|Niki de Saint Phalle, Exhibition View @ Grand Palais|
All I really knew of Niki de Saint Phalle’s work before going to the Grand Palais last night was the fountain installation on the south plaza of the Pompidou Centre. Given the apparent frivolity of the fountain, I was surprised by the complexity and boldness that I discovered in her work on exhibition, especially given that it was made prior to the waves of 1970s feminism. Similarly, I was surprised by the fact that the work still holds its conceptual challenges all these years later. In many ways, I discovered a conceptual artist as opposed to the visual artist I was expecting.
|Niki de Saint Phalle, Une Nana|
At the same time however, and this is her innovation, there was much joy and celebration in the sculptures especially. So much of the feminist art of this first generation is angry (and there’s good reason why) confrontational, loud and vociferous. Niki de Saint Phalle’s work is all of that, but it has another layer which she very consciously crafts: the beautiful. The Tir works are exemplary and extraordinary in this sense. Carefully sculpted pieces, adorned with, among other objects, bags of coloured paint, then covered by plaster surface are fired at from a distance. Saint Phalle aims where she knows the bags of coloured paint to be and what results are works most striking for their coloured tears of paint. The many layers of each piece create a complex narrative of violence, creativity, anger and grief. What is fired at is always as important as Saint Phalle’s performance of shooting. Her targets are the art world, centuries of art, culture, history, the United States government, her father, Kennedy and Khruschev. Just the apparently simple act of this petite, former model holding a gun cocked to fire speaks the empowerment of women to take a stance against the injustices in a world created by men, the same world that lies within the frame of her target.
|Nike de Saint Phalle, Tir|
I also loved seeing all the men going around, equally delighted by the joy and celebration of woman and women in Saint Phalle’s sculptures, clearly moved by her power as a woman with a voice. As babies are born and brides left faceless and abandoned, women strangled and suffocated, their bodies distorted, their clothes covered in hatchets and meat cleavers, toy guns and limbs of baby dolls, the men visiting the exhibition seemed to be as held by the sculptures as their girlfriends. However, I did wonder if they were equally confronted and outraged as I was by these disturbing sculptures of oversized women defined by marriage and childbirth gone wrong. Even as the oversized nanas, all bosoms and butts, danced and stood in their power, I wondered if all the visitors were as enraged and excited by a grotesquerie that also defines their power as I was? Black women and white, small and large, all of them distorted were refreshing and inspiring as I remember how many artists in this wave of feminism still to come, fought patriarchy with their perfect bodies. It is indeed, the contradictions of Saint Phalle’s women that make them both accessible and enjoyable as well as frightening and critically outspoken.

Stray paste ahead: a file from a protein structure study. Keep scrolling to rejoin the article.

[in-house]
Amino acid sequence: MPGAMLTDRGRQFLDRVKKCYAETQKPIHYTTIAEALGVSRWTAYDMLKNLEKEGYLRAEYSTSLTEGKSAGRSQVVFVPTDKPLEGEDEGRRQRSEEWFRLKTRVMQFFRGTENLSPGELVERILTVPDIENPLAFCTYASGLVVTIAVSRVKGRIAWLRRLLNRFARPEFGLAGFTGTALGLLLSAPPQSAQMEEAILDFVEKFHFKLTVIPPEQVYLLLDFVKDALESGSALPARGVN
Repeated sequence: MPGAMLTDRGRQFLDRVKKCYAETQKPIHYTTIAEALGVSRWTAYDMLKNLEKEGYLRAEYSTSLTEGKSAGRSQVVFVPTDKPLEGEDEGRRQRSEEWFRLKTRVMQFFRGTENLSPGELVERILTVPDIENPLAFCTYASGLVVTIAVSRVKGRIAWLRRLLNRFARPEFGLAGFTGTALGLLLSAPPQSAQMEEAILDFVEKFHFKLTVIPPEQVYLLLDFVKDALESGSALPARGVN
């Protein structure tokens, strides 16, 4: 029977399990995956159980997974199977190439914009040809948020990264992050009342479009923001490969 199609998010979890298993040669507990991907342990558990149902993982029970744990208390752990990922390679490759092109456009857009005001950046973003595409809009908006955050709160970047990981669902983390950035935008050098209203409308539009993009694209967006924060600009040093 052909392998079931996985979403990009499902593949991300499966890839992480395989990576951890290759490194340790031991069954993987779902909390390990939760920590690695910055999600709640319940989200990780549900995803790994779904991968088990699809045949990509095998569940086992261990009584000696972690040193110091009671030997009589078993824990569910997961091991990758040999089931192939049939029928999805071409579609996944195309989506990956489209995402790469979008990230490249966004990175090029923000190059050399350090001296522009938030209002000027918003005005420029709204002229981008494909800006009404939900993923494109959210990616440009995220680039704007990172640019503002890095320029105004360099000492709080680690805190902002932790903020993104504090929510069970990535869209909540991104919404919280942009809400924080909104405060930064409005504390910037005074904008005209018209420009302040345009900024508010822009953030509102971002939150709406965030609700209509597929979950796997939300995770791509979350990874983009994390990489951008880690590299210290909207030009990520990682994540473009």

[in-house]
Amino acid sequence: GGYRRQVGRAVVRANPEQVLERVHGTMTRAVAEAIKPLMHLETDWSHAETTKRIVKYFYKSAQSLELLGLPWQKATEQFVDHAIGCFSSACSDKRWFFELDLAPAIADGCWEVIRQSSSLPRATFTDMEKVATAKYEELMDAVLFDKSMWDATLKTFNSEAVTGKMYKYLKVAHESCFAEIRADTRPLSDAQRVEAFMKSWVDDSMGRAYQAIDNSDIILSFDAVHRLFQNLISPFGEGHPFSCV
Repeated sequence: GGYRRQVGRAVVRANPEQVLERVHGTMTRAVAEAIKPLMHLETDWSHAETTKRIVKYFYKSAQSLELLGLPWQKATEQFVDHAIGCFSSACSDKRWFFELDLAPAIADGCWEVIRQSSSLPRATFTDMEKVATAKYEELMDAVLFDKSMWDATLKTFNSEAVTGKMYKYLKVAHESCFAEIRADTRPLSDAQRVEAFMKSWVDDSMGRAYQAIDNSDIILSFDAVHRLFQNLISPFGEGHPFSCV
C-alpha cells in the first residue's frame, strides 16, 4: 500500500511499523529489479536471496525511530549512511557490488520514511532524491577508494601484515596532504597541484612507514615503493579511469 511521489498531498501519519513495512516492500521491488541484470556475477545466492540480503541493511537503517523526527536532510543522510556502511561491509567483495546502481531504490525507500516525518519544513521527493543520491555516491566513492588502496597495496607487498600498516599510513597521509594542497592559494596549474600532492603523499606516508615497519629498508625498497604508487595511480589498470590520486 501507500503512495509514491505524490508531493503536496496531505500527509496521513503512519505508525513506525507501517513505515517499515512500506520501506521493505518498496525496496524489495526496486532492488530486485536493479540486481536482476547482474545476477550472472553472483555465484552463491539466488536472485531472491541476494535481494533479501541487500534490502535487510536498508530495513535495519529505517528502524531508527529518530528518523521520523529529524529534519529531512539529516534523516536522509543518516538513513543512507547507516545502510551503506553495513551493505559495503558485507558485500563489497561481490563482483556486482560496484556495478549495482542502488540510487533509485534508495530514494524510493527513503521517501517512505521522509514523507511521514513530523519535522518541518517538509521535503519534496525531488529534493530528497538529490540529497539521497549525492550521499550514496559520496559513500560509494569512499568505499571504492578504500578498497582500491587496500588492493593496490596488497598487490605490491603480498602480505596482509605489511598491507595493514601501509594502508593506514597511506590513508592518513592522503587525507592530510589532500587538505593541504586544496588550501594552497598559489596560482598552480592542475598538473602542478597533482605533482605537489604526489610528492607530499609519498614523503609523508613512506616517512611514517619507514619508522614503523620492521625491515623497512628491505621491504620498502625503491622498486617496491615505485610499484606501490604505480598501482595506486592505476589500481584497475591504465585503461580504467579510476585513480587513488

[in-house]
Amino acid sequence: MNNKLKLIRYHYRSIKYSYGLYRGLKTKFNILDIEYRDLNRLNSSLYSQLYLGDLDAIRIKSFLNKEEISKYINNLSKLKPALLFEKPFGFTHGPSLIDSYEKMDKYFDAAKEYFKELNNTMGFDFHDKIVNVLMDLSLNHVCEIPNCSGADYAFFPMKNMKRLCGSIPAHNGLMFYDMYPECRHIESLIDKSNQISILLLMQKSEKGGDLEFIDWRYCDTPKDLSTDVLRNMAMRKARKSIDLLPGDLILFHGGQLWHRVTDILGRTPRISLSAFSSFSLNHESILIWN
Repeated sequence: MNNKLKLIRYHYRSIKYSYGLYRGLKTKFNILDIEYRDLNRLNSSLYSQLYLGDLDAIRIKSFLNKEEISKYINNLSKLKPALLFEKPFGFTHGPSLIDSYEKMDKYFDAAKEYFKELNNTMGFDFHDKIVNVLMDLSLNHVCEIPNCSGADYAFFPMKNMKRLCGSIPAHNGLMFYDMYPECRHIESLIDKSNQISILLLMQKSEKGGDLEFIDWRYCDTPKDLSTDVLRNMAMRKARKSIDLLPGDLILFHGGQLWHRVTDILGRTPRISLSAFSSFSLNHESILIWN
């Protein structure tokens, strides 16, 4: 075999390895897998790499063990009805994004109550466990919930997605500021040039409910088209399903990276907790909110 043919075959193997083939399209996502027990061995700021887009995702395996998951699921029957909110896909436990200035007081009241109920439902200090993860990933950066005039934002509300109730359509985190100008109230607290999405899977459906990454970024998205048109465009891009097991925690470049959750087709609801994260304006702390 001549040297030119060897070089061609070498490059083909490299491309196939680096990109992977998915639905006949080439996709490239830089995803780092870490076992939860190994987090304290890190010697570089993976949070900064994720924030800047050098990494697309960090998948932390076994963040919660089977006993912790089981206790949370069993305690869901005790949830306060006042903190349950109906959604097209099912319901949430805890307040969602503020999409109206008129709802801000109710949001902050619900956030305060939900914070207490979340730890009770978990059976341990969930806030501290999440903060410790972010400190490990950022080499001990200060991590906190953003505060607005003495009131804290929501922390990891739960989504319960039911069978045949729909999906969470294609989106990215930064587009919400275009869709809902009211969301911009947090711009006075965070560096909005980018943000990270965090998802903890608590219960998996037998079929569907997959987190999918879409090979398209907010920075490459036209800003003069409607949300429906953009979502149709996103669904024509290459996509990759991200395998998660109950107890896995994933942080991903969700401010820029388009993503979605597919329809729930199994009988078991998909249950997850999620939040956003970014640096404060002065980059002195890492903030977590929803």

Sadly, I am not so convinced that the story has changed so much today, and I kept thinking how relevant everything Saint Phalle says is for today’s audience. I wish we had such an artist in our generation encouraging women to take ownership of the public sphere like she did. If there are strains of Saint Phalle’s ideas that are now old, it’s only because today the issues have migrated and a different language is used to articulate them. It’s these commonalities between then and now, I believe, that ensures the sculptures retain their force.